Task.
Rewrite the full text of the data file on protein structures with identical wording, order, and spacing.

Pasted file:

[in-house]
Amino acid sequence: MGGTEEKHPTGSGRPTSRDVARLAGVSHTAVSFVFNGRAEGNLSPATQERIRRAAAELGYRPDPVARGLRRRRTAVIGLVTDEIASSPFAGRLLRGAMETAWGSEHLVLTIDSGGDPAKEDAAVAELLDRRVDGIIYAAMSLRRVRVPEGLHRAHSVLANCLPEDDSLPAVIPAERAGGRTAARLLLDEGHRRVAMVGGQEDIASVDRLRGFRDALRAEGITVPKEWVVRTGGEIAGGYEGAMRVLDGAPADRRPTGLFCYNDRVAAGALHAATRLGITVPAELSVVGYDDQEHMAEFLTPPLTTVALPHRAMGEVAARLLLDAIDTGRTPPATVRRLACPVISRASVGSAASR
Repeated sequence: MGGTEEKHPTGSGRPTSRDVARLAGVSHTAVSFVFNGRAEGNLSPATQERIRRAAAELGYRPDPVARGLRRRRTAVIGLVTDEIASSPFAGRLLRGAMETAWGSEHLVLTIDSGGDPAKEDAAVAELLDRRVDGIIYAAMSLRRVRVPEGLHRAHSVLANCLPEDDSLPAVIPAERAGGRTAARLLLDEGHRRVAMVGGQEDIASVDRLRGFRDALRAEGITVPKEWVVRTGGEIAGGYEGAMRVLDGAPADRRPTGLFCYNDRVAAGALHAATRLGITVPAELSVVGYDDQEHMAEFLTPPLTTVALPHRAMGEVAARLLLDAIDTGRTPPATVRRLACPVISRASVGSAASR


[in-house]
Amino acid sequence: MGGTEEKHPTGSGRPTSRDVARLAGVSHTAVSFVFNGRAEGNLSPATQERIRRAAAELGYRPDPVARGLRRRRTAVIGLVTDEIASSPFAGRLLRGAMETAWGSEHLVLTIDSGGDPAKEDAAVAELLDRRVDGIIYAAMSLRRVRVPEGLHRAHSVLANCLPEDDSLPAVIPAERAGGRTAARLLLDEGHRRVAMVGGQEDIASVDRLRGFRDALRAEGITVPKEWVVRTGGEIAGGYEGAMRVLDGAPADRRPTGLFCYNDRVAAGALHAATRLGITVPAELSVVGYDDQEHMAEFLTPPLTTVALPHRAMGEVAARLLLDAIDTGRTPPATVRRLACPVISRASVGSAASR
Repeated sequence: MGGTEEKHPTGSGRPTSRDVARLAGVSHTAVSFVFNGRAEGNLSPATQERIRRAAAELGYRPDPVARGLRRRRTAVIGLVTDEIASSPFAGRLLRGAMETAWGSEHLVLTIDSGGDPAKEDAAVAELLDRRVDGIIYAAMSLRRVRVPEGLHRAHSVLANCLPEDDSLPAVIPAERAGGRTAARLLLDEGHRRVAMVGGQEDIASVDRLRGFRDALRAEGITVPKEWVVRTGGEIAGGYEGAMRVLDGAPADRRPTGLFCYNDRVAAGALHAATRLGITVPAELSVVGYDDQEHMAEFLTPPLTTVALPHRAMGEVAARLLLDAIDTGRTPPATVRRLACPVISRASVGSAASR